Roger spent many years in wardship following his father’s death. He was courageous, but had a reputation for religious and moral laxity. He was killed in Ireland in 1398, while acting as the king’s Lieutenant. It is possible that, at some point, he was named heir to the throne by Richard II, although there is considerable doubt in this.
Of Philippa and Edmund’s other children Elizabeth married Sir Henry “Hotspur” Percy sometime before May 1380. They had 2 children, but he was killed at the Battle of Shrewsbury in 1403. Elizabeth then married Thomas, 1st Baron Camoys, with whom she had a son who died young. Elizabeth died on 20th April 1417 and was buried at Trotton in Sussex, with her 2nd husband.
Philippa’s daughter and namesake, Philippa, married John Hastings, 3rd Earl of Pembroke, son of the Earl of Pembroke who had married Edward III’s daughter, Margaret. Following his death in 1389, she married Richard FitzAlan, 11th Earl of Arundel, who was executed in 1397. Her 3rd marriage was to Thomas Poynings, 5th Baron St John of Basing, around November 1399. She died in 1400 or 1401 and was buried at Boxgrove Priory in Sussex.
Edmund’s namesake, Philippa and Edmund’s youngest son was married in about 1402 to Katherine, the daughter of Owen Glendower. They had several children, but all died young. Edmund himself died sometime between 1409 and 1411.
Philippa’s grandson, Roger’s son, Edmund, succeeded his father as Earl of March and Ulster; he became the king’s ward following his father’s death and, following the usurpation he was kept in Henry IV’s family circle.
Edmund seems to have suffered from a lack of ambition and when some barons tried to place him on the throne in 1415, it was Edmund himself who revealed the Southampton Plot to Henry V.
Edmund died of plague in Ireland in January 1425, but it is his sister, Anne Mortimer, who had been married to Richard of Conisbrough, that Philippa’s claim to the throne was passed to Anne and Richard’s son, Richard, Duke of York; thus laying the foundations for the Wars of the Roses and the accession of Edward IV and, later, his brother, Richard III.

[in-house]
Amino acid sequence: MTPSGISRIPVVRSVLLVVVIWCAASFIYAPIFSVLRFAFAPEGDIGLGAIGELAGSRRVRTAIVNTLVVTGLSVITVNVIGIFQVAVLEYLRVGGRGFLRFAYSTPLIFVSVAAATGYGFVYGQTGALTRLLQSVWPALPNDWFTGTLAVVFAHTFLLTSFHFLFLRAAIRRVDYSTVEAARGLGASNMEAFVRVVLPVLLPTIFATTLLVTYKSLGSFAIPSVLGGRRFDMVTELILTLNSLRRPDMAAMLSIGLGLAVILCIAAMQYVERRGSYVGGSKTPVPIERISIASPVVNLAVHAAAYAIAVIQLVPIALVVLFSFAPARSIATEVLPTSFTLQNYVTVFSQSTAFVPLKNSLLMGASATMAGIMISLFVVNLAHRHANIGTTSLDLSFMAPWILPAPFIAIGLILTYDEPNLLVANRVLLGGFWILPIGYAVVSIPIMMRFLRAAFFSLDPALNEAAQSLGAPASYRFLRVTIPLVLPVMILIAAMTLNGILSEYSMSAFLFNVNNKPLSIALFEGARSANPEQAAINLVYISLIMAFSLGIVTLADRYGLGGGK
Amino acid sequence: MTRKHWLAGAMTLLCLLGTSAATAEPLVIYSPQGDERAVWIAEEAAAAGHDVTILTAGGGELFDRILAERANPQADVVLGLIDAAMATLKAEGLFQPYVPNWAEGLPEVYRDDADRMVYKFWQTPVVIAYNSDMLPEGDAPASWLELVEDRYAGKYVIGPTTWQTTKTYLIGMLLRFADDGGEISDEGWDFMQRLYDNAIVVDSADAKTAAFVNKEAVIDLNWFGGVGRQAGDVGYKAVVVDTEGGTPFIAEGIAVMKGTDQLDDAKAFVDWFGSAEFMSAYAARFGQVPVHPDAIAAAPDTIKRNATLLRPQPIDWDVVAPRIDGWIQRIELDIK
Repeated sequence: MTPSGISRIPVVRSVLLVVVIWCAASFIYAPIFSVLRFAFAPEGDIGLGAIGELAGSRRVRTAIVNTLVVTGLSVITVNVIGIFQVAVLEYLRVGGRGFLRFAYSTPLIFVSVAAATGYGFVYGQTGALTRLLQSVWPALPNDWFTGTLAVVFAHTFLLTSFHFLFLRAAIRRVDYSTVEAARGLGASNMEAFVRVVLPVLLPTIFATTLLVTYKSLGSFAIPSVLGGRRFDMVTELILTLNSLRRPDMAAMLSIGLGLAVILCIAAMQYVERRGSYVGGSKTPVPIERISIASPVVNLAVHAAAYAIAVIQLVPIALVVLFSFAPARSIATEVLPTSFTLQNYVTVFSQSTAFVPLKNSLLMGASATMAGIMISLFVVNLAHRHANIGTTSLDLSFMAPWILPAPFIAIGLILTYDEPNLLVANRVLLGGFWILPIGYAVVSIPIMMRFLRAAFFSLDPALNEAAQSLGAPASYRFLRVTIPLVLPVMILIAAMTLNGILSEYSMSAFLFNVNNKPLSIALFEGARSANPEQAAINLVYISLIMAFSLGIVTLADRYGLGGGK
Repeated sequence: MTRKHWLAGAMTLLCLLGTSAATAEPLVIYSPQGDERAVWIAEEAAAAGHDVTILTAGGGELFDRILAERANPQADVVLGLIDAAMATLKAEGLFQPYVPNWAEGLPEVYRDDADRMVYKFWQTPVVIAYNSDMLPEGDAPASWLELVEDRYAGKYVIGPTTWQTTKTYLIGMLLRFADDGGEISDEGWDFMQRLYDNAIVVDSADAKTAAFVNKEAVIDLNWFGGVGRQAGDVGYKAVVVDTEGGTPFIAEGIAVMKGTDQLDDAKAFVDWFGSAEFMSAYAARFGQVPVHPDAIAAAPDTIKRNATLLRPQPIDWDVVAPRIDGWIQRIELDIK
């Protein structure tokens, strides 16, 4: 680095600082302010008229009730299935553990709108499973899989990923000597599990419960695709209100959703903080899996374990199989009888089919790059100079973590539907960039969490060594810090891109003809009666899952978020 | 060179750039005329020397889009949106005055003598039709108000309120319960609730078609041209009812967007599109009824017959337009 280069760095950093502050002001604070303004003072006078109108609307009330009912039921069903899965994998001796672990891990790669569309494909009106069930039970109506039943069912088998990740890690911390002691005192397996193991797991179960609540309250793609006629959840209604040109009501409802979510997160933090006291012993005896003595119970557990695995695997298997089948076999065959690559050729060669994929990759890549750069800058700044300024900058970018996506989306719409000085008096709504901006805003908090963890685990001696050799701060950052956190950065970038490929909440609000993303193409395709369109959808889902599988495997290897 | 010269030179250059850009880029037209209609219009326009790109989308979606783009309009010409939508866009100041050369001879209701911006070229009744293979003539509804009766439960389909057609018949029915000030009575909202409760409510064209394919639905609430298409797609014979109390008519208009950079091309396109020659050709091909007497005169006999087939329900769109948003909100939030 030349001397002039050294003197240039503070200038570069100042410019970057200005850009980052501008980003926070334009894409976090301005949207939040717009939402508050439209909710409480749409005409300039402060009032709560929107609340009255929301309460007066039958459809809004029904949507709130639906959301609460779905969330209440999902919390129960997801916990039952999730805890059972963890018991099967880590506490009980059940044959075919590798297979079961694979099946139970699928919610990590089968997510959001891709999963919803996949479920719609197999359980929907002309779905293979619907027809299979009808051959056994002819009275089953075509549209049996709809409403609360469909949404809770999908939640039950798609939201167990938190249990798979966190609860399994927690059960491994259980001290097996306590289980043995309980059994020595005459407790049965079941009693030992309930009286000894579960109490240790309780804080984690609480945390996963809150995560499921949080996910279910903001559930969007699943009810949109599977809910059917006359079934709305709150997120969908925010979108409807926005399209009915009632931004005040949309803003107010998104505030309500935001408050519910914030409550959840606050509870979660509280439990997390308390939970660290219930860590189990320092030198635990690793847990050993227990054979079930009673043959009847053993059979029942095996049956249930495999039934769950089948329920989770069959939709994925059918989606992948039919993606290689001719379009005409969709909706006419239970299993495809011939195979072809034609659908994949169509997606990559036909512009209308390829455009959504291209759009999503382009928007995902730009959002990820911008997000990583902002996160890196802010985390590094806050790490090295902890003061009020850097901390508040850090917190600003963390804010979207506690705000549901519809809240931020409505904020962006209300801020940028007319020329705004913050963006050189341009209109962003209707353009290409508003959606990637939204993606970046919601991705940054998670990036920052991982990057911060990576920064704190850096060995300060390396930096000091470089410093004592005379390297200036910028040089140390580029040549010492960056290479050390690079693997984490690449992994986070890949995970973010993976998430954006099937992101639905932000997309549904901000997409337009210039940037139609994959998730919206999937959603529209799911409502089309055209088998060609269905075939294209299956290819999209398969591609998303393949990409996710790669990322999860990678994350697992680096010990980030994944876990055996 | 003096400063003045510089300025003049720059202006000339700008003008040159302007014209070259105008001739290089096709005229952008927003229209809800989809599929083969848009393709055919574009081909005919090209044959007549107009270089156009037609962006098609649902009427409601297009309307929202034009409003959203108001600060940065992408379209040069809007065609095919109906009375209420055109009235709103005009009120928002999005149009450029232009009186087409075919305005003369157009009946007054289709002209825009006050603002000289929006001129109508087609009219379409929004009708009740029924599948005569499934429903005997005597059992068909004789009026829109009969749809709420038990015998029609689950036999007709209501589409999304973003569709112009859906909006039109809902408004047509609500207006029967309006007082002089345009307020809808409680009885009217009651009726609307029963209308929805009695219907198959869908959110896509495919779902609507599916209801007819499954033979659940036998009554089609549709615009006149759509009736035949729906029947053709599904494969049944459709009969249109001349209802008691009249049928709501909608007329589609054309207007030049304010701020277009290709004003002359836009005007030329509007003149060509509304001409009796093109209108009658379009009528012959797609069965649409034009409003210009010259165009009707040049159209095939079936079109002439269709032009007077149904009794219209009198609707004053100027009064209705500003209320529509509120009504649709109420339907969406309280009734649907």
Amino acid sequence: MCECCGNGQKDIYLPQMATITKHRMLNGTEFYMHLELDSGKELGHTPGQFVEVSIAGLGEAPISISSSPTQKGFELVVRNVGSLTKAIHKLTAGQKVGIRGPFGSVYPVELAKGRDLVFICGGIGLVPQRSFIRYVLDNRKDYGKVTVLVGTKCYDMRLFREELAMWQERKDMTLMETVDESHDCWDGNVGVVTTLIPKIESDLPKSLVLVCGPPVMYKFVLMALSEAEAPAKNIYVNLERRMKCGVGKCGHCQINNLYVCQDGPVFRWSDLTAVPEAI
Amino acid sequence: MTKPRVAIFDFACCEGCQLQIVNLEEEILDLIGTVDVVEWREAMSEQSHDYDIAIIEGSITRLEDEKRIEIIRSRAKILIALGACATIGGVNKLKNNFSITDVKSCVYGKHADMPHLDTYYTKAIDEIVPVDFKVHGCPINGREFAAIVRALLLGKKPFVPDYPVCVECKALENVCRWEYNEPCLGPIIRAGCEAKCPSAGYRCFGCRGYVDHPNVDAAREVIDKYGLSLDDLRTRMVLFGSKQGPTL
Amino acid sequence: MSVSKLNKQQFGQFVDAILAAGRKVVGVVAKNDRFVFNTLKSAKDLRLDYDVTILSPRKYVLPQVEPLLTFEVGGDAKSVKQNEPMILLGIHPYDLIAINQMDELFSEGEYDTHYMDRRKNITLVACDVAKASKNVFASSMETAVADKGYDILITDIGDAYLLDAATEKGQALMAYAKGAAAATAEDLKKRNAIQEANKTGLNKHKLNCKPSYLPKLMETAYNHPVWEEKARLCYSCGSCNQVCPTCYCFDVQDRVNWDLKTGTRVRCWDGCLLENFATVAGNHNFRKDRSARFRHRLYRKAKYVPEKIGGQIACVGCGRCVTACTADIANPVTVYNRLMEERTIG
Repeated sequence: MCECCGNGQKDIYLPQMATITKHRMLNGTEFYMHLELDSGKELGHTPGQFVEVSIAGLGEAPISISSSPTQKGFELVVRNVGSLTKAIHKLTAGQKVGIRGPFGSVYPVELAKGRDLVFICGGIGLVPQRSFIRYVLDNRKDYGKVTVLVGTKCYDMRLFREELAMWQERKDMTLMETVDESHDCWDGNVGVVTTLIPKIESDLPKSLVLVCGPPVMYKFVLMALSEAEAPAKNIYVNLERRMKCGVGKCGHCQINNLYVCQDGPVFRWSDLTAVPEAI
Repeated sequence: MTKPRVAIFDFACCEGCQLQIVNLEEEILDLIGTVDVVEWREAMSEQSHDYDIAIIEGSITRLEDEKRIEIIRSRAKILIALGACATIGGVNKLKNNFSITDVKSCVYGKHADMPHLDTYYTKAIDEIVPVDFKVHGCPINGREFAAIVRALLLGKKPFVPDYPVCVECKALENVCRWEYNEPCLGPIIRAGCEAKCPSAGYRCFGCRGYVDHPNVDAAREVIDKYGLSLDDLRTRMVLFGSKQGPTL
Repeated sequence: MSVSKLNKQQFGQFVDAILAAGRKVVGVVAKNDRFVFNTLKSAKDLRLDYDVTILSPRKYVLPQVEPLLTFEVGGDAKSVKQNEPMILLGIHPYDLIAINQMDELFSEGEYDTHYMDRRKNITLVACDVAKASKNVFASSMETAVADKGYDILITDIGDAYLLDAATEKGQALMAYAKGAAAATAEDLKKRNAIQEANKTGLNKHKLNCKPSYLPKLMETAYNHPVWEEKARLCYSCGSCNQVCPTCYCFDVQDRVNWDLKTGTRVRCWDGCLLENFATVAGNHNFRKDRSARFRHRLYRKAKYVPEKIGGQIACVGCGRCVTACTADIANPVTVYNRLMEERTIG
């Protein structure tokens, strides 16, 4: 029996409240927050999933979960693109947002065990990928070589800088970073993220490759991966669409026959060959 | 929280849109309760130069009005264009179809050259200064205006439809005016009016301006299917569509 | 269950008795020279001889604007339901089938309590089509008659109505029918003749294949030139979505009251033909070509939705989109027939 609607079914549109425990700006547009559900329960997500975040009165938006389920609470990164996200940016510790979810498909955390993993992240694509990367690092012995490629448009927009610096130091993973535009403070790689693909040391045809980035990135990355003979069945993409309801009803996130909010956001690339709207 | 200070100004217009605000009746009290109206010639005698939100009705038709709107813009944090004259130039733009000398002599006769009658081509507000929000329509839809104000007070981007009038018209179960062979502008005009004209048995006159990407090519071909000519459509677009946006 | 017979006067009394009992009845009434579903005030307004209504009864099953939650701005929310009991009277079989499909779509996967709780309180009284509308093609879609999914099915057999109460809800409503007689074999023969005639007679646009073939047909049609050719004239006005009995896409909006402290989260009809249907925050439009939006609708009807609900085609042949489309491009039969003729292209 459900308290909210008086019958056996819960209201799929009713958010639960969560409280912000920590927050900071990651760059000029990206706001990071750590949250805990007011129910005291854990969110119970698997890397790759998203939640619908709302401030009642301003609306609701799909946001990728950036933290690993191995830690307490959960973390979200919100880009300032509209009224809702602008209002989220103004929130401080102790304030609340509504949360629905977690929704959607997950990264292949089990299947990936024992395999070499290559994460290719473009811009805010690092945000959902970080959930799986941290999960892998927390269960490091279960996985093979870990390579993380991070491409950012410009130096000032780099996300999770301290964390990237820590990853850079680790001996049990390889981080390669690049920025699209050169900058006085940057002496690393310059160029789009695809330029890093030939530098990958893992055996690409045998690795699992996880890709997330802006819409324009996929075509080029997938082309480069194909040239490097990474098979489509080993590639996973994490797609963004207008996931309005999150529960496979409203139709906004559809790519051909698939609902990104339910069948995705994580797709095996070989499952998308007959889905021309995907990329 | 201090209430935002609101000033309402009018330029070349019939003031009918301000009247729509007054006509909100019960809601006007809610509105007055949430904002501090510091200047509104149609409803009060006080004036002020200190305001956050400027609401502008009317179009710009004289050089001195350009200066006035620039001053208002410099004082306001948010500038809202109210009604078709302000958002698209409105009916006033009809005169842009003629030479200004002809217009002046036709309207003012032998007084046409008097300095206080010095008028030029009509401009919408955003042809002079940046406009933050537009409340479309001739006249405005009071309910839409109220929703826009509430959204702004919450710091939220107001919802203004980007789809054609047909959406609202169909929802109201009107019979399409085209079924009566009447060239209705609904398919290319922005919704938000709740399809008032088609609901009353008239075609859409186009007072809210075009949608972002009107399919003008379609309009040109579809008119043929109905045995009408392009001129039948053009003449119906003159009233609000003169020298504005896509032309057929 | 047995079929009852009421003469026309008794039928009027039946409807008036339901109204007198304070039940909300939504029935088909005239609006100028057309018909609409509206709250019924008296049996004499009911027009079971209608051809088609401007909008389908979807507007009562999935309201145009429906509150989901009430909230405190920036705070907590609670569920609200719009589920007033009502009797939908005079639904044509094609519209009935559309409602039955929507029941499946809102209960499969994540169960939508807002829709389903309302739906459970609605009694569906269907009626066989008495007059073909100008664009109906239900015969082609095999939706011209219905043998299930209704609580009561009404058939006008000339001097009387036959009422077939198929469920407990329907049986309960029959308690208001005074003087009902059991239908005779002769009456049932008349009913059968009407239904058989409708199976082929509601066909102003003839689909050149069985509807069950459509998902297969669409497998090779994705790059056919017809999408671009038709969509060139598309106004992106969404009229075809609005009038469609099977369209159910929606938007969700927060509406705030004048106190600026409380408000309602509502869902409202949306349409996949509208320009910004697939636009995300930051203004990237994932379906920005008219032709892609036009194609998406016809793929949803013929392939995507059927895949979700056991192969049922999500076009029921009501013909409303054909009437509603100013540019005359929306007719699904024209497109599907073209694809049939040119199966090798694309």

Pictures taken from Wikipedia.
Sources: The Perfect King, the Life of Edward III by Ian Mortimer; The Life and Time of Edward III by Paul Johnson; The Reign of Edward III by WM Ormrod; The Mammoth Book of British kings & Queens by Mike Ashley; Britain’s’ Royal Families, the Complete Genealogy by Alison Weir; Brewer’s British Royalty by David Williamson; The Plantagenets, the Kings Who Made Britain by Dan Jones; mortimerhistorysociety.org.uk.
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King John’s Right-Hand Lady: The Story of Nicholaa de la Haye is now available for pre-order from Amazon UK. (I will hopefully have a US release date shortly)
In a time when men fought and women stayed home, Nicholaa de la Haye held Lincoln Castle against all-comers. Not once, but three times, earning herself the ironic praise that she acted ‘manfully’. Nicholaa gained prominence in the First Baron’s War, the civil war that followed the sealing of Magna Carta in 1215.
A truly remarkable lady, Nicholaa was the first woman to be appointed sheriff in her own right. Her strength and tenacity saved England at one of the lowest points in its history. Nicholaa de la Haye is one woman in English history whose story needs to be told…
Also by Sharon Bennett Connolly:
Defenders of the Norman Crown: The Rise and Fall of the Warenne Earls of Surrey tells the fascinating story of the Warenne dynasty, of the successes and failures of one of the most powerful families in England, from its origins in Normandy, through the Conquest, Magna Carta, the wars and marriages that led to its ultimate demise in the reign of Edward III. Defenders of the Norman Crown: Rise and Fall of the Warenne Earls of Surrey is now available from Pen & Sword Books, Amazon in the UK and US, Bookshop.org and Book Depository.
Ladies of Magna Carta: Women of Influence in Thirteenth Century England looks into the relationships of the various noble families of the 13th century, and how they were affected by the Barons’ Wars, Magna Carta and its aftermath; the bonds that were formed and those that were broken. It is now available in paperback and hardback from Pen & Sword, Amazon, Bookshop.org and from Book Depository worldwide.
Heroines of the Medieval World tells the stories of some of the most remarkable women from Medieval history, from Eleanor of Aquitaine to Julian of Norwich. Available now from Amberley Publishing and Amazon, Bookshop.org and from Book Depository worldwide.
Silk and the Sword: The Women of the Norman Conquest traces the fortunes of the women who had a significant role to play in the momentous events of 1066. Available now from Amazon, Amberley Publishing, Bookshop.org and Book Depository.
Alternate Endings: An anthology of historical fiction short stories including Long Live the King… which is my take what might have happened had King John not died in October 1216. Available in paperback and kindle from Amazon.